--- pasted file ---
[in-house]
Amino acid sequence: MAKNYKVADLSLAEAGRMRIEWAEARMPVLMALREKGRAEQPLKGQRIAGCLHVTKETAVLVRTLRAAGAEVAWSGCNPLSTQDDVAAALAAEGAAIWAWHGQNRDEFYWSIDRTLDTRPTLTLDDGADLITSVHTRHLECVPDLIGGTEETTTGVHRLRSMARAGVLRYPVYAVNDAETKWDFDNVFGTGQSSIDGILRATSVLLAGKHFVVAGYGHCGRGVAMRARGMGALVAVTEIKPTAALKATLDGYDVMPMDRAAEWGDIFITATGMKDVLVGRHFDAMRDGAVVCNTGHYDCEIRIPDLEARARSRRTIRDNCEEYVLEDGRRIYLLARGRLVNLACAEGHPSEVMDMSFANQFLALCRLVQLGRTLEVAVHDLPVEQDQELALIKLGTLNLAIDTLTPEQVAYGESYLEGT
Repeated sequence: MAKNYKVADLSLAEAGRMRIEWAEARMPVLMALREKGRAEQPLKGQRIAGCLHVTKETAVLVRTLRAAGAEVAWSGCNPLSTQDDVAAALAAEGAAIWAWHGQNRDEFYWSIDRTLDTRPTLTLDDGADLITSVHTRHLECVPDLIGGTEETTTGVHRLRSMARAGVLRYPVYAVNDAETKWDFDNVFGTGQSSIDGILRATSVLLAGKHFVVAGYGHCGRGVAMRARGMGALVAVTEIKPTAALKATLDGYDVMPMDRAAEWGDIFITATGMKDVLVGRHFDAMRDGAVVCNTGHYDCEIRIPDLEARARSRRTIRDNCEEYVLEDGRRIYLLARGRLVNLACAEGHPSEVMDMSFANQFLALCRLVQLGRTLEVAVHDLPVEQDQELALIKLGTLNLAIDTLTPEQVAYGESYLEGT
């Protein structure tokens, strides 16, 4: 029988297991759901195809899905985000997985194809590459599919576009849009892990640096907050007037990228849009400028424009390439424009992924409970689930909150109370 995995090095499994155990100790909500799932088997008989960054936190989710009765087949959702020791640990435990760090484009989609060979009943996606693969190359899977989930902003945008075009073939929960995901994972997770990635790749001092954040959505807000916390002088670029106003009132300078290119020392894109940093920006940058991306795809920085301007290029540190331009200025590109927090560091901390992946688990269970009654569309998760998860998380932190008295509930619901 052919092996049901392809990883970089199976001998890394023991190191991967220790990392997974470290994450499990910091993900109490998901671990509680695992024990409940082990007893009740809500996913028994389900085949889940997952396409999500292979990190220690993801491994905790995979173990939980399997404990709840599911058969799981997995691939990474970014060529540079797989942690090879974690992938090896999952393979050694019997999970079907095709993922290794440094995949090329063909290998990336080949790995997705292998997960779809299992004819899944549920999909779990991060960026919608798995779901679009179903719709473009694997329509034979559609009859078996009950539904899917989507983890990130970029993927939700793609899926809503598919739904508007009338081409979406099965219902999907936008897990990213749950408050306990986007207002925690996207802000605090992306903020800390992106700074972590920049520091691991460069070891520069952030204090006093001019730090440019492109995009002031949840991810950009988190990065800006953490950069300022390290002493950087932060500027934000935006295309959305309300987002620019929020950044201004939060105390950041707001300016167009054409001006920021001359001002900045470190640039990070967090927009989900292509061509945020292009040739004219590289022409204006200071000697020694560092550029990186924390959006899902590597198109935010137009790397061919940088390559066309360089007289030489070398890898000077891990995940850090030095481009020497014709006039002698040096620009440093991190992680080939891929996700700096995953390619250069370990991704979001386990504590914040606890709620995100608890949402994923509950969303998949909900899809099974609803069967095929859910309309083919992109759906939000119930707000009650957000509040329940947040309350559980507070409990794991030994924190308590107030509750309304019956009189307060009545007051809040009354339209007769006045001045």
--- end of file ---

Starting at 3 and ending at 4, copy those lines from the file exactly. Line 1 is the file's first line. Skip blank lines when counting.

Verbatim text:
Repeated sequence: MAKNYKVADLSLAEAGRMRIEWAEARMPVLMALREKGRAEQPLKGQRIAGCLHVTKETAVLVRTLRAAGAEVAWSGCNPLSTQDDVAAALAAEGAAIWAWHGQNRDEFYWSIDRTLDTRPTLTLDDGADLITSVHTRHLECVPDLIGGTEETTTGVHRLRSMARAGVLRYPVYAVNDAETKWDFDNVFGTGQSSIDGILRATSVLLAGKHFVVAGYGHCGRGVAMRARGMGALVAVTEIKPTAALKATLDGYDVMPMDRAAEWGDIFITATGMKDVLVGRHFDAMRDGAVVCNTGHYDCEIRIPDLEARARSRRTIRDNCEEYVLEDGRRIYLLARGRLVNLACAEGHPSEVMDMSFANQFLALCRLVQLGRTLEVAVHDLPVEQDQELALIKLGTLNLAIDTLTPEQVAYGESYLEGT
């Protein structure tokens, strides 16, 4: 029988297991759901195809899905985000997985194809590459599919576009849009892990640096907050007037990228849009400028424009390439424009992924409970689930909150109370 995995090095499994155990100790909500799932088997008989960054936190989710009765087949959702020791640990435990760090484009989609060979009943996606693969190359899977989930902003945008075009073939929960995901994972997770990635790749001092954040959505807000916390002088670029106003009132300078290119020392894109940093920006940058991306795809920085301007290029540190331009200025590109927090560091901390992946688990269970009654569309998760998860998380932190008295509930619901 052919092996049901392809990883970089199976001998890394023991190191991967220790990392997974470290994450499990910091993900109490998901671990509680695992024990409940082990007893009740809500996913028994389900085949889940997952396409999500292979990190220690993801491994905790995979173990939980399997404990709840599911058969799981997995691939990474970014060529540079797989942690090879974690992938090896999952393979050694019997999970079907095709993922290794440094995949090329063909290998990336080949790995997705292998997960779809299992004819899944549920999909779990991060960026919608798995779901679009179903719709473009694997329509034979559609009859078996009950539904899917989507983890990130970029993927939700793609899926809503598919739904508007009338081409979406099965219902999907936008897990990213749950408050306990986007207002925690996207802000605090992306903020800390992106700074972590920049520091691991460069070891520069952030204090006093001019730090440019492109995009002031949840991810950009988190990065800006953490950069300022390290002493950087932060500027934000935006295309959305309300987002620019929020950044201004939060105390950041707001300016167009054409001006920021001359001002900045470190640039990070967090927009989900292509061509945020292009040739004219590289022409204006200071000697020694560092550029990186924390959006899902590597198109935010137009790397061919940088390559066309360089007289030489070398890898000077891990995940850090030095481009020497014709006039002698040096620009440093991190992680080939891929996700700096995953390619250069370990991704979001386990504590914040606890709620995100608890949402994923509950969303998949909900899809099974609803069967095929859910309309083919992109759906939000119930707000009650957000509040329940947040309350559980507070409990794991030994924190308590107030509750309304019956009189307060009545007051809040009354339209007769006045001045």